Houston just gives off the vibe that they’re ready to push some chips towards the center of the table any second now, and putting a great cutter and defender like AK-47 in that high-octane system would be fun to watch. Kirilenko’s big salary could be cause for concern, but Carlos Delfino and Patrick Patterson for Kirilenko would give Minnesota a young, promising big man and a pretty decent outside shooter who create his own opportunities.

Memphis wants to avoid the luxury tax and still compete. Trading Rudy Gay for Kirilenko, Greg Steimsma and a draft pick would accomplish just that. For Minnesota, they could absolutely compete for quite a few years with a healthy core of Rubio, Shved, Gay, Love and Pekovic.

Player to target: SG Marcus Thornton, Sacramento Kings

Thornton’s contract will scare away a lot of suitors ($7.25 million over 3 years), but you have to think Sacramento is willing to part with him on the cheap given their change of ownership. Thornton is a 36 percent career 3-point shooter and 15 PPG guy, and he could likely excel in a 6th man role going forward.

Chances of a deal: High

It’s hard to imagine Kahn sitting on his hands while his entire roster fights for spots on the trainer’s table. The question is, will Minnesota try to salvage this year with a trade for immediate help, or will they play for the future?

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Check out tomorrow’s Extra Pass for a look at the Pacific Division.

Andre Drummond gets elbowed, loses tooth, kicks chair out of his way (video)

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Andre Drummond keeps looking ornery.

His Pistons stink. He’s in the midst of trade rumors, though apparently not headed to the Hawks or Knicks. And he was on the wrong end of Thomas Bryant‘s hustle during Detroit’s loss to the Wizards yesterday.

Drummond got elbowed in the face and lost a tooth. Then, while exiting the floor, he kicked a chair out of his way.

Drummond:

It was surprising Bryant didn’t get called for anything, especially because Pistons forward Markieff Morris had already been ejected for this flagrant 2 on Davis Bertans:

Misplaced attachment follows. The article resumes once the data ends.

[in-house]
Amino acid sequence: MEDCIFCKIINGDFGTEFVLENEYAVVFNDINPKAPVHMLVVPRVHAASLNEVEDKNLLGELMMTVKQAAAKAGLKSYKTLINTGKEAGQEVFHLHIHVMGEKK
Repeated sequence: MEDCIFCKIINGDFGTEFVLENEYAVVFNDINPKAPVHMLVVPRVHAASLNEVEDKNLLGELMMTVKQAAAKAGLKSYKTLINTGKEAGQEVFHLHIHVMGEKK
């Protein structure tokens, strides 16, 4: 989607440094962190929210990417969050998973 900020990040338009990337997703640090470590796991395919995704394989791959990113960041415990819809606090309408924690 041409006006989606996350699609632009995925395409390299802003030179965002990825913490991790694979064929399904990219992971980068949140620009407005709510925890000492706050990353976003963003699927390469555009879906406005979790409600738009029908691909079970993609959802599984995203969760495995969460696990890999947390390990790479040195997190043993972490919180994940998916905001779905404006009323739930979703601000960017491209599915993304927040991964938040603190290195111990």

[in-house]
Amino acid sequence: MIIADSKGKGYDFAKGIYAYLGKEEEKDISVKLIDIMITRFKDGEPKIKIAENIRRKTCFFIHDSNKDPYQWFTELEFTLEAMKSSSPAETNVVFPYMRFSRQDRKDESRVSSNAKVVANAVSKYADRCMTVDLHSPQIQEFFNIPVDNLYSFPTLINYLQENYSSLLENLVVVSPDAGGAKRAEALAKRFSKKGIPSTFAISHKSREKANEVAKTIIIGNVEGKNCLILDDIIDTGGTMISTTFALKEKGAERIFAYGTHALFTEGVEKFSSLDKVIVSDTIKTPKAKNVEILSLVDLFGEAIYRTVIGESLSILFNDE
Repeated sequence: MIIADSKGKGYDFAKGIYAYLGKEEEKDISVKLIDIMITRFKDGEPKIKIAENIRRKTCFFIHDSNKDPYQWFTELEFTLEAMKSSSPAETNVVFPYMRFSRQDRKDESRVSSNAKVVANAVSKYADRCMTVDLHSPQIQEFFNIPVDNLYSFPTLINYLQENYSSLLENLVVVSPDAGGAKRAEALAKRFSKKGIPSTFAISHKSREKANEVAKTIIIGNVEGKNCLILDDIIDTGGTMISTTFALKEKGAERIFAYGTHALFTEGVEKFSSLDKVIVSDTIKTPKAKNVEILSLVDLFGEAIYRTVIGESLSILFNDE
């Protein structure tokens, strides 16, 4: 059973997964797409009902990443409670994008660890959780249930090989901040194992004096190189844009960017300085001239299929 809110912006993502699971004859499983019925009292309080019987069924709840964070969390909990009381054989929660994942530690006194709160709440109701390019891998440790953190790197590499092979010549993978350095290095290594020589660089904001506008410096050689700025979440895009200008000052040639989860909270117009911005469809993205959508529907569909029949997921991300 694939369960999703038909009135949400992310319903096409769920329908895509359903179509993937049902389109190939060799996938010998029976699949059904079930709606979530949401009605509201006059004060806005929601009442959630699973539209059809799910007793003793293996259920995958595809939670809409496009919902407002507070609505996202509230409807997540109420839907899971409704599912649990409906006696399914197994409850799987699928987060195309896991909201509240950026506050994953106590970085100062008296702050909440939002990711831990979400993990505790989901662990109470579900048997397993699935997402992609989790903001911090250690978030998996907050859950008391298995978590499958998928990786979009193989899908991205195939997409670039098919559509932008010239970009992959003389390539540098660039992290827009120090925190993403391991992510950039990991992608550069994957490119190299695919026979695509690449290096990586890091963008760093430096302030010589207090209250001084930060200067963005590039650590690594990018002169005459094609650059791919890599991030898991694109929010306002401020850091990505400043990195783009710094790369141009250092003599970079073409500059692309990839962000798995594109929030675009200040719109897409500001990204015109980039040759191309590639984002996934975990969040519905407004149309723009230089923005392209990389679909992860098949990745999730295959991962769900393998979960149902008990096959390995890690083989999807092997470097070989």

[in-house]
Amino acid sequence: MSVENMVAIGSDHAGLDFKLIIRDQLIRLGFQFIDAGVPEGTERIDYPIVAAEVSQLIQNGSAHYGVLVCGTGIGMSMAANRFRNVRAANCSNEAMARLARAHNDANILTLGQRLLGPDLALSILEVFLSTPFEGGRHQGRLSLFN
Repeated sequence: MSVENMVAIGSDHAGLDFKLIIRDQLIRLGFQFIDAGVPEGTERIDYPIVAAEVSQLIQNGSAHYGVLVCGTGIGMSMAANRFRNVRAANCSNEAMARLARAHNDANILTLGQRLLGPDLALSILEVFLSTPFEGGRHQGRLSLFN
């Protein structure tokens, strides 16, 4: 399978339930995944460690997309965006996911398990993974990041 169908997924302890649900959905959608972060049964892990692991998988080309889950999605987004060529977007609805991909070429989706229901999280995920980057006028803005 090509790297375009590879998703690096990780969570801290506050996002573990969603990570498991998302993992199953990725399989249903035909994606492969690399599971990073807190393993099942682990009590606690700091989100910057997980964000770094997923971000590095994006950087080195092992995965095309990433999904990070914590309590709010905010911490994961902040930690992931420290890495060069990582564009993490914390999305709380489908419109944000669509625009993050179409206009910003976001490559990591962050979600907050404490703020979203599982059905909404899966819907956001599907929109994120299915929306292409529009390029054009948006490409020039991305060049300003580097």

LeBron James on fan throwing item at Bronny during game: ‘Just disrespectful’

Bronny James
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LeBron James‘ son, Bronny, has an incredible amount of attention on him for a high schooler.

Unfortunately, someone took it too far while Bronny was playing a game in Massachusetts yesterday. A young-looking fan threw something at Bronny during a game.

LeBron:

LeBron, via ESPN:

“I didn’t see it or hear it, actually. While I was on the opposite side of the floor, I did see the referee stop the game or stop the inbound, and the cop came up there,” he said. “I didn’t even know what happened until the video evidence showed me when I got here.

“It’s just disrespectful, and it was a little kid too. I don’t know how old that little kid was, so I don’t know if he learned that on his own or if he learned it at home. Whatever the case may be, it’s disrespectful. I wonder how old that kid is, if he is the age around Bronny’s age [15] or [James’ son] Bryce’s age [12]. I’d like to see them try that while they’re paying attention.”

You can hear LeBron as a parent in these words, wondering the age of the thrower and where he learned the behavior.

It’s a shame the fan acted this way. Hopefully, someone teaches him a lesson about why this was wrong.

Three Things to Know: Don’t take Damian Lillard for granted, he explodes for 61 points

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Every day in the NBA there is a lot to unpack, so every weekday morning throughout the season we will give you the three things you need to know from the last 24 hours in the NBA.

1) Damian Lillard explodes for 61, reminds everyone he is elite. It’s not so much that Damian Lillard is forgotten by fans around the nation as much as just taken for granted. Because he plays in the Pacific Northwest and doesn’t end up on national television all that often, and because he’s been consistently so good for so long (but without the Trail Blazers being seen as a real threat to win a ring), fans sleep on him being one of the best and most entertaining guards in the NBA.

Not on Monday.

On Martin Luther King Day, Lillard reminded everyone just how special he can be scoring 61 points, knocking down 11 threes, and scoring seven in overtime to make sure Portland beat Golden State in a showcase TNT game.

The Warriors threw every defense they could find at Lillard: Double teams, a few triple teams, and most of the night Warriors players would pick him up full court. It didn’t matter. Lillard looked every bit the guy who finished top six in MVP voting the past two seasons, the All-NBA guard the last two seasons (and likely a third in a row this season), the guy who just can’t be stopped when he is on. Lillard scored 42 through the first three quarters, added a dozen more — including some clutch threes — in the fourth, then had seven more in OT. It was a virtuoso performance.